What are internet cookies, how should you feel about them? Are they helpful, harmless, dangerous?
Cookies are key to our modern online experience with targeted website ads and predictive search text that seems to read our minds. Cookies help us gain a customized online experience, but what do we lose? Are we being manipulated by our own data?
There has been great debate over the ethics of cookies and where to draw the line. This has resulted in laws like the ePrivacy Directive, GDPR, PDPA and CCPA requiring consent for using cookies. The following basics will give us an understanding of how something as adorable sounding as the internet cookie, could have such powerful implications across the internet.
Who invented the first internet cookie?
Lou Montulli created the first cookie in 1994. He was tasked with helping a website remember the contents of a user’s shopping cart when they did not want to purchase the items within the same browsing session. He called his invention the ‘magic cookie’. The public was not made aware of the existence of cookies until two years later in 1996.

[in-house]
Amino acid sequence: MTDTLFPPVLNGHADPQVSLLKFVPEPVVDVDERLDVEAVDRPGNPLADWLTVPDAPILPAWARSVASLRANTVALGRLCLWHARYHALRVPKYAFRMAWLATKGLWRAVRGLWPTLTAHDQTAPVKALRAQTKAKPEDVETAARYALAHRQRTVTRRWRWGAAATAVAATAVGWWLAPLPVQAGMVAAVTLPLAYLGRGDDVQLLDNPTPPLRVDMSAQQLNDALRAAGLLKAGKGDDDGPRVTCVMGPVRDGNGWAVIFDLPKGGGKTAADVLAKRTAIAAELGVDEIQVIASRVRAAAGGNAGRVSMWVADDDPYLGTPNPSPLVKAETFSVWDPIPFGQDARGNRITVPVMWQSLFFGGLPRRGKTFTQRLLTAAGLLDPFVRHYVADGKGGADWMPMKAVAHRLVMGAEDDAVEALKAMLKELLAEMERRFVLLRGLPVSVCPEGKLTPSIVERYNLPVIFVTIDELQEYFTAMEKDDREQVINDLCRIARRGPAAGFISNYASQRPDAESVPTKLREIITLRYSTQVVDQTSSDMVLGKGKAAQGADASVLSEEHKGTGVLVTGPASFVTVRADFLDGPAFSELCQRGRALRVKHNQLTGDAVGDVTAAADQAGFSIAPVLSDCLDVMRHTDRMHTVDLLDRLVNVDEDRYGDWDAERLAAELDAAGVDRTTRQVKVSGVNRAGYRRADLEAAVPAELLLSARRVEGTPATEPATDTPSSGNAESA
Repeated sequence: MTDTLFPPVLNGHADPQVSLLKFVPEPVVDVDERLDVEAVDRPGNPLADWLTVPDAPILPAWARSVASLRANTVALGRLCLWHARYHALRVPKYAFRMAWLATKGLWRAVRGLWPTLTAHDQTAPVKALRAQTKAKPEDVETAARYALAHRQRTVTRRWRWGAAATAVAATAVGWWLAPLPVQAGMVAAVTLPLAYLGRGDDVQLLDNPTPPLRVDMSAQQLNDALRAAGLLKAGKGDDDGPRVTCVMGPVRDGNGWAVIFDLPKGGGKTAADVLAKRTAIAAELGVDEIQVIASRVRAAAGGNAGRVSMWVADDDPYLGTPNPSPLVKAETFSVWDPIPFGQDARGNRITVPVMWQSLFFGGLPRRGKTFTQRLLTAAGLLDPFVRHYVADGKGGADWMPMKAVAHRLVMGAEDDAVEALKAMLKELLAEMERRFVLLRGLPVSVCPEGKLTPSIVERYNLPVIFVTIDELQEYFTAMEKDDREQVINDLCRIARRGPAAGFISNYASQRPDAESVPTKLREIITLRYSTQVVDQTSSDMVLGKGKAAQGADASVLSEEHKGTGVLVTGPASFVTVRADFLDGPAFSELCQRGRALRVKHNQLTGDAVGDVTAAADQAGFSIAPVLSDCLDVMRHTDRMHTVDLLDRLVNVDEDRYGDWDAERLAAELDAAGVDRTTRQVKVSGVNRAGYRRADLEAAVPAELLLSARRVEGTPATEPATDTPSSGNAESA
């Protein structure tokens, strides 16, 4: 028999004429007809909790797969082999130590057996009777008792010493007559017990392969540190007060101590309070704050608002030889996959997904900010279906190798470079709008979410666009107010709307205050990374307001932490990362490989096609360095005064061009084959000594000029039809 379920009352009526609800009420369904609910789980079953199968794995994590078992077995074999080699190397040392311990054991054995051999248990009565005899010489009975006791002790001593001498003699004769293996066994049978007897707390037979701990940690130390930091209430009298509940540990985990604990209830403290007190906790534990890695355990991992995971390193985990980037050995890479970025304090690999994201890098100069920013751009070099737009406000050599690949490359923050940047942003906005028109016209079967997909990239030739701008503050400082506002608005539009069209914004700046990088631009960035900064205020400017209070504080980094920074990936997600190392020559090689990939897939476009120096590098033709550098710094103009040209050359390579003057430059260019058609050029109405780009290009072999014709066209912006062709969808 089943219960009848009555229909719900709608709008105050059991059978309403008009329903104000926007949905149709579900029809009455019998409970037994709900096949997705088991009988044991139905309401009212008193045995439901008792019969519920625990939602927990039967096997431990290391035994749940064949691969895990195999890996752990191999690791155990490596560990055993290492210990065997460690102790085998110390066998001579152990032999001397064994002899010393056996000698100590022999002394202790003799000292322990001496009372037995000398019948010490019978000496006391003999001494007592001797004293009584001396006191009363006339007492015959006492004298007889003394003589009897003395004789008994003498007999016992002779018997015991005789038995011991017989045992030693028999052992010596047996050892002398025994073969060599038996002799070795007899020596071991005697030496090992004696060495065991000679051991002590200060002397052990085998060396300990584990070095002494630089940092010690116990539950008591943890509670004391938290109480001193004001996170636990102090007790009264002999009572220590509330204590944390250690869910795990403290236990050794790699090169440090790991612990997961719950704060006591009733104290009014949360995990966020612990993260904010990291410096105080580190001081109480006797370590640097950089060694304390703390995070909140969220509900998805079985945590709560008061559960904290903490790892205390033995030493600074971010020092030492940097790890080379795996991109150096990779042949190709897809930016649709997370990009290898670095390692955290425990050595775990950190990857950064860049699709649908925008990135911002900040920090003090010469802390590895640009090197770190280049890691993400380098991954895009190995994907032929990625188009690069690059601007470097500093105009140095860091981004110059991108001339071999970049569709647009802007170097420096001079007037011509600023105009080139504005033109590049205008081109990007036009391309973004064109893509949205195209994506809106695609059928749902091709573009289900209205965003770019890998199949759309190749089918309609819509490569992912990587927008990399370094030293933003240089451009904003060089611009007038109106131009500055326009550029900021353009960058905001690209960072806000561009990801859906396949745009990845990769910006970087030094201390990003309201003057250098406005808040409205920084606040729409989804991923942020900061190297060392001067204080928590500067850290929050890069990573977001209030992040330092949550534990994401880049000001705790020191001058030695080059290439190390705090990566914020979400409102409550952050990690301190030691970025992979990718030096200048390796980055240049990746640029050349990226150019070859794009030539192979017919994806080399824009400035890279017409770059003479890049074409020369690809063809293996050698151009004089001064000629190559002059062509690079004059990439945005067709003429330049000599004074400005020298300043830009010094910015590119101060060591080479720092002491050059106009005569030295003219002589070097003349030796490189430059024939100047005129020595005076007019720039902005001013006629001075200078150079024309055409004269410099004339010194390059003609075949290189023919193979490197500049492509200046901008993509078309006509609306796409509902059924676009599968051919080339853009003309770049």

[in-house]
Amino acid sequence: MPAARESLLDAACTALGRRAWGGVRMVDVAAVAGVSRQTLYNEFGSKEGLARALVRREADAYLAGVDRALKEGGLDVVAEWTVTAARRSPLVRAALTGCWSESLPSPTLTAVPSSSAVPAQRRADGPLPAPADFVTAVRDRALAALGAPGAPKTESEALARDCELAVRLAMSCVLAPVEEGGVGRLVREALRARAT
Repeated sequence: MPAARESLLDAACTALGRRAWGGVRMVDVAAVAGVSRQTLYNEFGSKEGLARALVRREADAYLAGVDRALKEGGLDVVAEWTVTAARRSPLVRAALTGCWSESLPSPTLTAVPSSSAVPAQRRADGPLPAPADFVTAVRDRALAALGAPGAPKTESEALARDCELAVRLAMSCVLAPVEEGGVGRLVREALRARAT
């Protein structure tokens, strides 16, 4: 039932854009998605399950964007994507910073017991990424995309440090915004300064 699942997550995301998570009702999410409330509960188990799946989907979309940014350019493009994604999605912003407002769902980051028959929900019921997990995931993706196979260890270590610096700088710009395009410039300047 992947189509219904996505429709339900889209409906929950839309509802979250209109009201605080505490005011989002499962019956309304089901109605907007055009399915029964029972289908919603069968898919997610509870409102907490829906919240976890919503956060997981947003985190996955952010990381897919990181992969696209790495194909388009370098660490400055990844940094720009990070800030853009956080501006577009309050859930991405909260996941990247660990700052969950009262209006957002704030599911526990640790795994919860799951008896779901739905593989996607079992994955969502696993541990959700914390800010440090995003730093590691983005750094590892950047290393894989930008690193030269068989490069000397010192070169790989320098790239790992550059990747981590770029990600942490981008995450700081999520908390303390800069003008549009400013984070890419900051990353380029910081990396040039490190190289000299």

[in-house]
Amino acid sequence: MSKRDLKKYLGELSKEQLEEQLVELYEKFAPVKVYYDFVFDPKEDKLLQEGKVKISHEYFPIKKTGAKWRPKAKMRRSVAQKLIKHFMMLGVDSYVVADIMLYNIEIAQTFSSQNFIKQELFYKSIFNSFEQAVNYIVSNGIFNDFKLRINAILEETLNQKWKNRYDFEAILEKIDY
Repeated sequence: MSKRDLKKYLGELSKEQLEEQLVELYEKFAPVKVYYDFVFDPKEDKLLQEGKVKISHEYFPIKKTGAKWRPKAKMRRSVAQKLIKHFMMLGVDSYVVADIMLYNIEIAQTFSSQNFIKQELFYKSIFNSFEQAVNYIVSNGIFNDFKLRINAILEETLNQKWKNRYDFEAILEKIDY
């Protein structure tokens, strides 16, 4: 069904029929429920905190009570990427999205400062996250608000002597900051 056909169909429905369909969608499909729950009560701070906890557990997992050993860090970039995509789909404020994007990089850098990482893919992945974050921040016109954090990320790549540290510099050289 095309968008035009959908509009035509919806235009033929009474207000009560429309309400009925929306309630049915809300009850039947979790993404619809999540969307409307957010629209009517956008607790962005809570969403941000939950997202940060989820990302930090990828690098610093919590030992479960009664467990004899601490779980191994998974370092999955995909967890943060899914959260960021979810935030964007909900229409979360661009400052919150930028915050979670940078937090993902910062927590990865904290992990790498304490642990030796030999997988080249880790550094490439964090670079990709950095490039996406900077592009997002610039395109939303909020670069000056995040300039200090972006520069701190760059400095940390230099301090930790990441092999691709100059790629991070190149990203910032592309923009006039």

Image Source: worldwide.espacenet.com
What are internet cookies?
Cookies are files that get created when you visit a website. The website creates and puts a cookie on your web browser so it can recognize you in the future. The cookie is encoded with a unique ID and includes data about you or your browsing session.
What is inside an internet cookie?
It depends. It could include your name or address, what pages you browsed, the contents of your shopping cart or information about which pages on the site you visited.
There are different cookies that look for different information. Cookies help websites perform some of the functions we expect from our online experience like authenticating a user, remembering a login or credit card number. The information stored in cookies can help third parties profit off user preferences.
What are the different types of internet cookies?
Just like there are dozens of flavors at the bakery, there are also different types of internet cookies.
First-party cookies have the same domain as the website you are on. These cookies cannot track you across multiple sites and are intended to improve your user experience for the site you are on. These cookies are broken into two flavors, Session Cookies and Persistent Cookies.